|Simply Empathy by Tiffany Smith*|
There are topics that are simply flagrant to bring up in a typical conversation, such as asking a person’s weight and age, criticism, bathroom habits, negativity, and very personal topics, such as sexual abuse.
There it is, that noisome term: sexual abuse. To me, this phrase is sufficient; but, its connotations reflect in one’s mind as a violent event that happens to an innocent woman or child in a dilapidated trailer park, an occurrence that only happens to those who are addicted to drugs, co-dependant, unrefined, non-religious, poorest of the poor in society. What do you imagine when you think of a sexual abuser? I think of a tall, skinny, white male who has long, dark, greasy hair, with an evil, contorted expression on his face. But this is not the only description of an abuser. Every social class has abusers and those who are abused.
Even though my image of an abuser is of a tall, thin, unkempt male, my experiences with an abuser are very quite on contrary.
There are many things that people do not know about me. This fact would top the list. I suppose I seem like the type of girl who has grown up in the perfect Adventist household. In fact, I have had people tell me the equivalent. I consider myself to have had my perfect childhood, in other words I hold no resentment, nor anger, toward anyone about how I grew up and how I was sexually abused at a young age. I have had the childhood that cultivated an attitude of empathy, respect, compassion, self-control, and generosity at an age earlier than most teens even begin to consider acne treatment methods.
As a young child, I was taught to give adults respect and to obey their requests, even when what they are asking or telling me seem unreasonable and hard to understand. Perhaps this is why I was such an easy, six-year-old target.
The first memory I have of an inappropriate physical contact between this older church member and me is when I was six years old. At the time, I didn’t know that it was wrong, simply an older man’s tight hug of affection with a lower body slip up. This was simply the beginning. In hindsight, I can remember bits and pieces of the gradual increase of physical contact. There are some memories that must not be dwelt upon for too long. To me, sexual abuse is one of them. If you are the abused, that is. Thinking about such events makes one’s mind impure and fogged, so much so, that it inhibits the energy to flow in a more positive direction, such as outreach and thinking of others.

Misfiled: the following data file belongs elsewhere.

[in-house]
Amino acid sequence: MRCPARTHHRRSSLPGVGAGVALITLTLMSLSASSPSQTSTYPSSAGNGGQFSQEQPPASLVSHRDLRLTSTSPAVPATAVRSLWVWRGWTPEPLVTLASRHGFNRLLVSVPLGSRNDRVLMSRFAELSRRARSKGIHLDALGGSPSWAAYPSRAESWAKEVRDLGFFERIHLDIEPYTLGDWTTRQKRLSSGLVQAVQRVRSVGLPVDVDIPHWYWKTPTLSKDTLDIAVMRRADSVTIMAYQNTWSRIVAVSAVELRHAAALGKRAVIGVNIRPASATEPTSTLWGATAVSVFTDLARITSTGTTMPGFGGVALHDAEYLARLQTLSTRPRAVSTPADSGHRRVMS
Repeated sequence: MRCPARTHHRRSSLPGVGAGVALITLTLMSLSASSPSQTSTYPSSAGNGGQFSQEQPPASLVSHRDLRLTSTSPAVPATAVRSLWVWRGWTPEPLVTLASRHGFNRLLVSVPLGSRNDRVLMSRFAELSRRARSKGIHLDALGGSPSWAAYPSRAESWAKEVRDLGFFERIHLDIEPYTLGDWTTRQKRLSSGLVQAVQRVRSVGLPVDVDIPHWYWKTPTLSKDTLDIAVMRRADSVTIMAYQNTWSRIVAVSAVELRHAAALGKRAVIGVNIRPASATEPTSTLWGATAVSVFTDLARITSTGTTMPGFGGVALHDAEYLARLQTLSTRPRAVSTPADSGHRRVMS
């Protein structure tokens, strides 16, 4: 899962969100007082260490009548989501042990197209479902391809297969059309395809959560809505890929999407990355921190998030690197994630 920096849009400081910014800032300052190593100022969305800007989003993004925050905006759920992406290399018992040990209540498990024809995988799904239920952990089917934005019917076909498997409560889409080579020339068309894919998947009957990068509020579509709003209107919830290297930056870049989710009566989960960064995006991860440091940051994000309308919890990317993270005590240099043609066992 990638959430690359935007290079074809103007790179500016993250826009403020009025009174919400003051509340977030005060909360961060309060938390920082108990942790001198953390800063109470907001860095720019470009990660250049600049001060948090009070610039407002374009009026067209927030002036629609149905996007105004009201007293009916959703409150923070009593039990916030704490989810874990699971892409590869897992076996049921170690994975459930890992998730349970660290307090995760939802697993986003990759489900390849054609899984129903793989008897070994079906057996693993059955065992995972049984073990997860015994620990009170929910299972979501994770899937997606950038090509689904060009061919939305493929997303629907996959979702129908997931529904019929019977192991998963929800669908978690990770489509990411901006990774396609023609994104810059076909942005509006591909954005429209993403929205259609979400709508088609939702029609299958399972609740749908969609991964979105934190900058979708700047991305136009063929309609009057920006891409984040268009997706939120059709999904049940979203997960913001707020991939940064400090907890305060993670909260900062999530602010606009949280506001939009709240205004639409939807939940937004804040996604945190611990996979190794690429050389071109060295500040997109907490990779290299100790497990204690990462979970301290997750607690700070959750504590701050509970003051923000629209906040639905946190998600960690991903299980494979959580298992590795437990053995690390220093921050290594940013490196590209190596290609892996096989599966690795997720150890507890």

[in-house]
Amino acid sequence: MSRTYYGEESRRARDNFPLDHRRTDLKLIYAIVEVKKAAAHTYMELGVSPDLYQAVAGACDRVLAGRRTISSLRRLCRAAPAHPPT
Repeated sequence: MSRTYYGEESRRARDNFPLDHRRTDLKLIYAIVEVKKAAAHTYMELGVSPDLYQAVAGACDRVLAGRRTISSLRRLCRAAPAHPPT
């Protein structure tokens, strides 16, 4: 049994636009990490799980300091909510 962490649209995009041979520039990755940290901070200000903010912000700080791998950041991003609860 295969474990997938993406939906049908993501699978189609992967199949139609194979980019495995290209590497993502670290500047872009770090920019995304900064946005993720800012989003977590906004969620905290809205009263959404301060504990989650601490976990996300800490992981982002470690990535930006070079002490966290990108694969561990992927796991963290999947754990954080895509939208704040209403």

My thoughts concerning the reputation of the abuser are contradicting. He was not a deacon of the church because he was not at his house during the week, but he was highly respected within the church. He also went on numerous mission trips. I remember him showing me tons of pictures of little ‘girl’ friends he had made overseas. I remember most of the girls were in pajamas—which he told me were because he would night-sit for the parents, such a similar memory of mine, too. I can just imagine his ulterior motives…
An abuser, a member of the Seventh-day Adventist Church, does not make the Adventist Church an abuser. People are members of the church, which has established doctrines, principles, and guidelines. The church members do not always follow those doctrines, principles, and guidelines. That not only makes them look bad, but also puts the church under a dark shadow. This is the problem I see with telling people of my experiences with sexual misconduct. Yes, I was abused in the church, by a church member, but the church didn’t make an announcement and say, “Okay men, go select any six year old and condition them to give you sexual favors.” If any Seventh-day Adventist Church—or any church for that matter—were to do so, I can guarantee that most members would request to withdraw their membership!
It is sad to think I was so ignorant not to have known what was happening to me—was wrong. The abuse went on for years, and ended when we relocated to another area.
This began my removal of abusive memories. My realization of how wrong it was began to settle in when I read a testimony of a lady who had been a child victim.